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Fair pay is one way to root out corruption in Thailand

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Debt among civil servants is at an alarming level, explaining why many are tempted by the opportunity to take easy ‘tea money’

The financial status of Thai civil servants is becoming alarming. The National Statistical Office (NSO) recently reported that the level of debt among civil servants has risen sharply since 2006. The average debt per household for civil servants this year topped Bt872,388 compared to 2006 when the average household debt was Bt657,449.

Unfortunately, the income of civil servants has not risen commensurate to their debts. In fact, 84.1 per cent of all civil servants are indebted, compared to 81.6 per cent in 2006. If this level of debt continues to rise, most Thai civil servants will be close to bankruptcy.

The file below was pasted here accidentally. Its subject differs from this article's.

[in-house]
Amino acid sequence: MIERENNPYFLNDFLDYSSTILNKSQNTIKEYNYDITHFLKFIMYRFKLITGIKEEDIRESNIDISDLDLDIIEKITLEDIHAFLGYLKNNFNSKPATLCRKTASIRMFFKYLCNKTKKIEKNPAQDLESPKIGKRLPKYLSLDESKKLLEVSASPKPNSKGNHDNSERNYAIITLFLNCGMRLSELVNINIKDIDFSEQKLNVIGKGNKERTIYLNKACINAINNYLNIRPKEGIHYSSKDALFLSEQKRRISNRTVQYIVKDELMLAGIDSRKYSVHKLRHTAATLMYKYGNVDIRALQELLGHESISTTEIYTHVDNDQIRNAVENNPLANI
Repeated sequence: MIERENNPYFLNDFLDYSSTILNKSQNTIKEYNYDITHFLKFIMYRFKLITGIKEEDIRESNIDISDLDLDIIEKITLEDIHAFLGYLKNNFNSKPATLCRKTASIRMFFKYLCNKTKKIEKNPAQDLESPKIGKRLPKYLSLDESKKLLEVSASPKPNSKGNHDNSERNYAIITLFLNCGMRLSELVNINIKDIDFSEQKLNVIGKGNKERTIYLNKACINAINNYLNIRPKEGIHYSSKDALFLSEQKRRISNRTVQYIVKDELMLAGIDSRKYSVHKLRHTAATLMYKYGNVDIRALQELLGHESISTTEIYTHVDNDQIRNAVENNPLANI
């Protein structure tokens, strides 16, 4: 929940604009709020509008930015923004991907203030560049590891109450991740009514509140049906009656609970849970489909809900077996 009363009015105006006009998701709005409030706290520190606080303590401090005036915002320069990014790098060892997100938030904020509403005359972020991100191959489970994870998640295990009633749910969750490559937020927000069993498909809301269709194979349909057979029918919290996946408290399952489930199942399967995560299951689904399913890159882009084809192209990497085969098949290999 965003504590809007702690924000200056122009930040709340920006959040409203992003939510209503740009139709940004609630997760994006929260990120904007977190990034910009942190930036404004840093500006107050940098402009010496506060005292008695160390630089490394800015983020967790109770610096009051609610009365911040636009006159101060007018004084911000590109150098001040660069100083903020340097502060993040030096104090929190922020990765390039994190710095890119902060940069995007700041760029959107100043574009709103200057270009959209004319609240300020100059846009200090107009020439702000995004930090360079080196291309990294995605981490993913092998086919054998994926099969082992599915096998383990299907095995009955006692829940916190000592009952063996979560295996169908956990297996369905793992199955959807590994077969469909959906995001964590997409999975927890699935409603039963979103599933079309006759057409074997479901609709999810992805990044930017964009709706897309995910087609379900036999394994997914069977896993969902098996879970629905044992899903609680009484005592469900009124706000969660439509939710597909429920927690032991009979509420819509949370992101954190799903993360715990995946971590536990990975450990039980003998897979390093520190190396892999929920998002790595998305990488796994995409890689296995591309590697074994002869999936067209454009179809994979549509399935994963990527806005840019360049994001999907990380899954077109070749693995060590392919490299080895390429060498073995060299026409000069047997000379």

These figures are worrying indeed, as most civil servants are paid through taxpayers’ money. A dire financial situation can lead any person – especially those with low morale and lower moral values – to abuse their authority. If they are in debt and have the opportunity to rectify that situation quickly, they are more likely to seek under-the-table commissions or “tea money” for services that should be provided as part of their public duty. The financial crisis and resulting credit crunch has shown how human beings can make unwise decisions and then resort to corruption to get them out of a bind.

The Nation


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